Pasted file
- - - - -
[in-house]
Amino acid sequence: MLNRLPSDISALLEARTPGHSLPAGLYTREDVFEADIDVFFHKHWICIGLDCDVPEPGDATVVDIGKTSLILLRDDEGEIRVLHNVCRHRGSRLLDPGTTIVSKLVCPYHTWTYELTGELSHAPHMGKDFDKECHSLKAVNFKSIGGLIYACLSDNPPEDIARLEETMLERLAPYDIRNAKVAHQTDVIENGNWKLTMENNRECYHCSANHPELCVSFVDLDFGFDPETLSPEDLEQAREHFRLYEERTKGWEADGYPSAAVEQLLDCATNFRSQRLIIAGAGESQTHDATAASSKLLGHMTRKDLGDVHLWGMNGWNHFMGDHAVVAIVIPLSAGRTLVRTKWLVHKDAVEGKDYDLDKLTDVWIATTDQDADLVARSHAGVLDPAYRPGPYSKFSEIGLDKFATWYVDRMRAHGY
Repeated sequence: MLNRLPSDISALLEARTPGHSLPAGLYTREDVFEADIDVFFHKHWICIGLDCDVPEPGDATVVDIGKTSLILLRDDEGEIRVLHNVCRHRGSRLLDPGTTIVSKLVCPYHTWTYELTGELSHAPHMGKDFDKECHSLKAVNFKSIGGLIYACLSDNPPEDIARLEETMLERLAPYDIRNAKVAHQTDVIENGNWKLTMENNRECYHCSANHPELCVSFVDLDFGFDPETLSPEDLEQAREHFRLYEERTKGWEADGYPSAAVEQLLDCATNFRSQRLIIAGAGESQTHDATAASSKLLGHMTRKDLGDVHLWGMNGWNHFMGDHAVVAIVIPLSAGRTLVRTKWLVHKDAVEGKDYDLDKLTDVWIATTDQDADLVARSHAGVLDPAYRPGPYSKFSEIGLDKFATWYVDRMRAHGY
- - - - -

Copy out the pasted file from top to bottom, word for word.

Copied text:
[in-house]
Amino acid sequence: MLNRLPSDISALLEARTPGHSLPAGLYTREDVFEADIDVFFHKHWICIGLDCDVPEPGDATVVDIGKTSLILLRDDEGEIRVLHNVCRHRGSRLLDPGTTIVSKLVCPYHTWTYELTGELSHAPHMGKDFDKECHSLKAVNFKSIGGLIYACLSDNPPEDIARLEETMLERLAPYDIRNAKVAHQTDVIENGNWKLTMENNRECYHCSANHPELCVSFVDLDFGFDPETLSPEDLEQAREHFRLYEERTKGWEADGYPSAAVEQLLDCATNFRSQRLIIAGAGESQTHDATAASSKLLGHMTRKDLGDVHLWGMNGWNHFMGDHAVVAIVIPLSAGRTLVRTKWLVHKDAVEGKDYDLDKLTDVWIATTDQDADLVARSHAGVLDPAYRPGPYSKFSEIGLDKFATWYVDRMRAHGY
Repeated sequence: MLNRLPSDISALLEARTPGHSLPAGLYTREDVFEADIDVFFHKHWICIGLDCDVPEPGDATVVDIGKTSLILLRDDEGEIRVLHNVCRHRGSRLLDPGTTIVSKLVCPYHTWTYELTGELSHAPHMGKDFDKECHSLKAVNFKSIGGLIYACLSDNPPEDIARLEETMLERLAPYDIRNAKVAHQTDVIENGNWKLTMENNRECYHCSANHPELCVSFVDLDFGFDPETLSPEDLEQAREHFRLYEERTKGWEADGYPSAAVEQLLDCATNFRSQRLIIAGAGESQTHDATAASSKLLGHMTRKDLGDVHLWGMNGWNHFMGDHAVVAIVIPLSAGRTLVRTKWLVHKDAVEGKDYDLDKLTDVWIATTDQDADLVARSHAGVLDPAYRPGPYSKFSEIGLDKFATWYVDRMRAHGY